SUMMARY OF THE INVENTION

In view of such aspect, this invention is to provide a method for error detection capable of detecting an erroneous data word positively.

BRIEF DESCRIPTION OF DRAWINGS

FIGS. 1 and 2 are diagrams useful for explaining prior are error detection and error correction;

FIG. 3 illustrates the format of a data word stored in random access memory;

FIG. 4 illustrates a memory map with an example having a number of detected errors;

FIG. 5 illustrates the format of a stored data word incorporating 16 bits and 4 flags;

FIG. 6 is a chart illustrating the 16 possible combinations of the 4 flags of FIG. 5, and the separate treatment of each different combination of the flags;

FIG. 7 illustrates a memory map of the example of FIG. 4, with the reduction of a number of corrected words which are judged as being erroneous;

FIG. 8 illustrates a memory map of the example of FIG. 4, in which data words judged as being erroneous are identified in a different way;

FIG. 9 illustrates an example in which no error is detected by the CRC check, and two successive data blocks are erroneous; and

FIG. 10 illustrates an example in which an erroneous data block is detected by the CRC check code in the vicinity of another erroneous data block.

BEST MODE FOR CARRYING OUT THE INVENTION

In FIG. 3, area of a flag F (one bit) for an error point is provided together with a data area of 16 bits in each word area of a random access memory, in which data words are written in. In this case, the overall arrangement of the random access memory is such as shown in FIG. 2, and word areas also extended in the right-hand and left-hand side directions thereof are added with the addresses of the number corresponding to the data block that concerns one error correction.

Firstly, all the flags F are set to "1" for such random access memory.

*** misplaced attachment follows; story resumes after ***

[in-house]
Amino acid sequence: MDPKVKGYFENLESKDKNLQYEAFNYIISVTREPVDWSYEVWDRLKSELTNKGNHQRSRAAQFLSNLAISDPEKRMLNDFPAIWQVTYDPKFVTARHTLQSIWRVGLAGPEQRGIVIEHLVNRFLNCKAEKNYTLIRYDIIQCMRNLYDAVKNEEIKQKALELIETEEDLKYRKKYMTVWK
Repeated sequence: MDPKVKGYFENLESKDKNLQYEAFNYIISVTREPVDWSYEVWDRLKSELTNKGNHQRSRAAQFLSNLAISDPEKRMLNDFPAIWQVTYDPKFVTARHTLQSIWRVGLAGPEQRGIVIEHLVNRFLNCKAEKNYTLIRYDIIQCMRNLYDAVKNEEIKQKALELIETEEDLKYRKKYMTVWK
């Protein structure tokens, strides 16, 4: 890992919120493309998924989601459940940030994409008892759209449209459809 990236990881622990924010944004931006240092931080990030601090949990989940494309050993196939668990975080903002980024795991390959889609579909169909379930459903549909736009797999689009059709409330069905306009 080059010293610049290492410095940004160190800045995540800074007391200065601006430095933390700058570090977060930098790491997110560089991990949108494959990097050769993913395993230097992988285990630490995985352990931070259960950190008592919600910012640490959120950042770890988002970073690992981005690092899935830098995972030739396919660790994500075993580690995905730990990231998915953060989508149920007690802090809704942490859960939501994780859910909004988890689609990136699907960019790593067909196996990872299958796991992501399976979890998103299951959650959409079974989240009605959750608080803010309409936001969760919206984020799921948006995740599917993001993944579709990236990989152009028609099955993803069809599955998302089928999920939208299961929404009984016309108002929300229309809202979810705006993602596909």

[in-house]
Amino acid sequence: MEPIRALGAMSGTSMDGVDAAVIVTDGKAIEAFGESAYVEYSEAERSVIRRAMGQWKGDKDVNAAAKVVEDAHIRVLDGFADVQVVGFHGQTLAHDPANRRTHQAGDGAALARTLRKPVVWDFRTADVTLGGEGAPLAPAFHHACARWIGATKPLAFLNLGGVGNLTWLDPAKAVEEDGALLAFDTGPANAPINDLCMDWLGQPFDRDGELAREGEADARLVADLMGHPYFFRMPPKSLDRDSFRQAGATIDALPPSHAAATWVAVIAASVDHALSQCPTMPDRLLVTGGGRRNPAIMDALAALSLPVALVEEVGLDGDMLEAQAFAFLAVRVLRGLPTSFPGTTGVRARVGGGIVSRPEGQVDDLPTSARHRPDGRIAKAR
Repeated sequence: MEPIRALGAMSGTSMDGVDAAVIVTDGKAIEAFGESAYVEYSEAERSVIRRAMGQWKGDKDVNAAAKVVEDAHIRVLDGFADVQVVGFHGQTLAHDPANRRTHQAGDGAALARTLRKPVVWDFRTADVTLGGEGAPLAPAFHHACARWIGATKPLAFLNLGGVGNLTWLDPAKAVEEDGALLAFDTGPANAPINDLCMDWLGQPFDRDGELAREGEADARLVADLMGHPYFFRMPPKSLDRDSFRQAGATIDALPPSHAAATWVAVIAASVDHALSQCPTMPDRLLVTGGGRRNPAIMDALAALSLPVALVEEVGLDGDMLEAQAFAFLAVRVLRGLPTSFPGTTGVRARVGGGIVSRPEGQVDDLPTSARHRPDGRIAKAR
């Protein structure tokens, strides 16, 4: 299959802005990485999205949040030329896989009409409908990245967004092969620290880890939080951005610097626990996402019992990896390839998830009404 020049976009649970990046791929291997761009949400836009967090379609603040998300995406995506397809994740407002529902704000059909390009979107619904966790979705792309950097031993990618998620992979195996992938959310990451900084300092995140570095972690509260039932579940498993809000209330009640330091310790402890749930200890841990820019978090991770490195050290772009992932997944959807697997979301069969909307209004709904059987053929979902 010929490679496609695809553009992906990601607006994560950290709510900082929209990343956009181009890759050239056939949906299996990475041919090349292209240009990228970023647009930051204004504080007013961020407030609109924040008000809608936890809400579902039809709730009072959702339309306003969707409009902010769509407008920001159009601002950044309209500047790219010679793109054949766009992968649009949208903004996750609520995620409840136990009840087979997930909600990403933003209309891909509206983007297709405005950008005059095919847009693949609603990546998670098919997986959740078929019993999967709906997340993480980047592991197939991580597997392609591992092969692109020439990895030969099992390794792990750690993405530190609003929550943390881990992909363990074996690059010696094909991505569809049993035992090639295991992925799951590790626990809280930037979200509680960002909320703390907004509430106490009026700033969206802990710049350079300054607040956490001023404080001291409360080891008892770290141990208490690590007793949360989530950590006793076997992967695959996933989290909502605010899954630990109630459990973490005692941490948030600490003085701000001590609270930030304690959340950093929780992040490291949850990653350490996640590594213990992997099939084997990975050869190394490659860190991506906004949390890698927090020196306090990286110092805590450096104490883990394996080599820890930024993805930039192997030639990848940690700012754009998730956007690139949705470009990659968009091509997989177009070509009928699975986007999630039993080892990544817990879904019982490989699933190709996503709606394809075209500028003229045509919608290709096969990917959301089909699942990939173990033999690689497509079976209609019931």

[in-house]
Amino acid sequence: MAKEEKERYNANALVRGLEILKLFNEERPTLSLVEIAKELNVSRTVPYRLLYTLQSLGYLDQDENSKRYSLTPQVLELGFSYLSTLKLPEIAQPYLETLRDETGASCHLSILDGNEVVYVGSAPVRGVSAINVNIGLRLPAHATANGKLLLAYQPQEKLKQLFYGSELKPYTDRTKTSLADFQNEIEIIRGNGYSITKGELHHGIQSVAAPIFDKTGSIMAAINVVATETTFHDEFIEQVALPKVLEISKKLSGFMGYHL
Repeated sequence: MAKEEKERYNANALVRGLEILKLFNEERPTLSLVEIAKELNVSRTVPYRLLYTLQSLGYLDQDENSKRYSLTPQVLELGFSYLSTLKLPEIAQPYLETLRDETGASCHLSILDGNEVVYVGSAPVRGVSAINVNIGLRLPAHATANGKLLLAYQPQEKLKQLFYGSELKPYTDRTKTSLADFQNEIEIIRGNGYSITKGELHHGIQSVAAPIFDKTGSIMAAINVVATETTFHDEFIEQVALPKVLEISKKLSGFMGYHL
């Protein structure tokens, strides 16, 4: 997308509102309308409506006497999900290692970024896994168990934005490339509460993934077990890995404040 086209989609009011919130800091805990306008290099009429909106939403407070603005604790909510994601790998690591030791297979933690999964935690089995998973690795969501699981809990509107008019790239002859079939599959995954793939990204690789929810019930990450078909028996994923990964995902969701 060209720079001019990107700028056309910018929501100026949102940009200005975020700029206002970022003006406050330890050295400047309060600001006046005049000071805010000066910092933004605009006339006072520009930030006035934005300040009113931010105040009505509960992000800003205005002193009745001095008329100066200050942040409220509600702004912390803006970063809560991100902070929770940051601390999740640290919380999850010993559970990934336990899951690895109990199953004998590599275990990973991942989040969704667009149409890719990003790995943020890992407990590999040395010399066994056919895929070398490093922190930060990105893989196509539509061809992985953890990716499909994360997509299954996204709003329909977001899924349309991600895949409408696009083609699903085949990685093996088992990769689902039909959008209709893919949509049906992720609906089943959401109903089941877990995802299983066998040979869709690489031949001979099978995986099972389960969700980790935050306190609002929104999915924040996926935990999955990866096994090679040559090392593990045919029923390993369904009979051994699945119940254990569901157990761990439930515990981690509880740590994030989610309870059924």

Then, the data signals D1 to D4, and the parity check codes P and Q of the data block that is judged as having no error by the CRC check code C are written in the random access memory at the addresses corresponding to the address signal A and the flag F of each written word is changed to "0".

Further, a parity check is carried out in the series of the parity check code P. At this time, if it is judged that there is no data word with the flag "1" and the data word is judged erroneous, by the parity check the flags F of all the data words contained in this series are set to "1". This will be carried out on all the data blocks.

Furthermore, another parity check is carried out in the series of the parity check code Q. When it is judged that there is no data word with the flag F "1" and the data word is judged erroneous by another parity check, the flags F of all the data words that are contained in such series are set to "1". If, for the other cases than mentioned above, if there is only one data word with the flag F "1", the error correction is carried out. This will be carried out for all the data blocks.

Similarly to the prior art, the error corrections in the series of the parity check codes P and Q are hereinafter alternately carried out so as to enhance the error correction ability.

As described above, the error detection and the error correction are carried out. According to this method, it is possible to prevent the error from being caused by overlooking the above CRC check code. Moreover, there is no fear that the influence of the erroneous correction is spread.